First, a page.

WILDFIRE

At least 36 killed on Maui as fires burn through Hawaii and thousands race to escape

Aug 10, 2023, 6:00 AM | Updated: 7:18 am

This photo provided by County of Maui shows fire and smoke filling the sky from wildfires on the in...

This photo provided by County of Maui shows fire and smoke filling the sky from wildfires on the intersection at Hokiokio Place and Lahaina Bypass in Maui, Hawaii on Tuesday, Aug. 8, 2023. Wildfires in Hawaii fanned by strong winds burned multiple structures in areas including historic Lahaina town, forcing evacuations and closing schools in several communities Wednesday, and rescuers pulled a dozen people escaping smoke and flames from the ocean. (Zeke Kalua/County of Maui via AP)

(Zeke Kalua/County of Maui via AP)

WAILUKU, Hawaii (AP) — Thousands of Hawaii residents raced to escape homes on Maui as blazes swept across the island, destroying parts of a centuries-old town and killing at least 36 people in one of the deadliest U.S. wildfires in recent years.

The fire took the island by surprise, leaving behind burned-out cars on once busy streets and smoking piles of rubble where historic buildings had stood in Lahaina Town, which dates to the 1700s and has long been a favorite destination of tourists. Crews battled blazes in several places on the island Wednesday, and the flames forced some adults and children to flee into the ocean.

At least 36 people have died, according to a statement from Maui County late Wednesday that said no other details were available. Officials said earlier that 271 structures were damaged or destroyed and dozens of people injured. The 2018 Camp Fire in California killed at least 85 people and virtually razed the town of Paradise.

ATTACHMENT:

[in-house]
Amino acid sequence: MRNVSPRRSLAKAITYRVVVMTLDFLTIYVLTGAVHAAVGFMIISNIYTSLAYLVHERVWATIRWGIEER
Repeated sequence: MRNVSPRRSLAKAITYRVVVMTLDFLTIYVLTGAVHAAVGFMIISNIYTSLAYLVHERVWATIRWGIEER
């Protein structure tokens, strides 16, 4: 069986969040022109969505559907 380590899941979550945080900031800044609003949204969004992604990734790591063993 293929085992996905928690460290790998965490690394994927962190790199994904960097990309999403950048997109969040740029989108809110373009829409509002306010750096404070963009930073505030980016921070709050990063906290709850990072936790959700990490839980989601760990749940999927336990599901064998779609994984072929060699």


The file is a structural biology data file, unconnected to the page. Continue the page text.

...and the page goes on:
Officials warned that the death toll in Hawaii could rise, with the fires still burning and teams spreading out to search charred areas.

Lahaina residents Kamuela Kawaakoa and Iiulia Yasso described a harrowing escape under smoke-filled skies Tuesday afternoon. The couple and their 6-year-old son got back to their apartment after a quick dash to the supermarket for water, and only had time to grab a change of clothes and run as the bushes around them caught fire.

“We barely made it out,” Kawaakoa said at an evacuation shelter on Wednesday, still unsure if anything was left of their apartment.

As the family fled, a senior center across the road erupted in flames. They called 911, but didn’t know if the people got out. As they drove away, downed utility poles and others fleeing in cars slowed their progress. “It was so hard to sit there and just watch my town burn to ashes and not be able to do anything,” Kawaakoa, 34, said.

As the fires rage, tourists were advised to stay away, and about 11,000 visitors flew out of Maui on Wednesday, with at least another 1,500 expected to leave Thursday, according to Ed Sniffen, state transportation director. Officials prepared the Hawaii Convention Center in Honolulu to take in the thousands who have been displaced.

Maui County Mayor Richard Bissen Jr. said the island had “been tested like never before in our lifetime.”

“We are grieving with each other during this inconsolable time,” he said in a recorded statement. “In the days ahead, we will be stronger as a ‘kaiaulu,’ or community, as we rebuild with resilience and aloha.”

The fires were whipped by strong winds from Hurricane Dora passing far to the south. It’s the latest in a series of disasters caused by extreme weather around the globe this summer. Experts say climate change is increasing the likelihood of such events.

Fires in Hawaii are unlike many of those burning in the U.S. West. They tend to break out in large grasslands on the dry sides of the islands and are generally much smaller than mainland fires. A major fire on the Big Island in 2021 burned homes and forced thousands to evacuate. The Big Island is also currently seeing blazes, Mayor Mitch Roth said, although there had been no reports of injuries or destroyed homes there.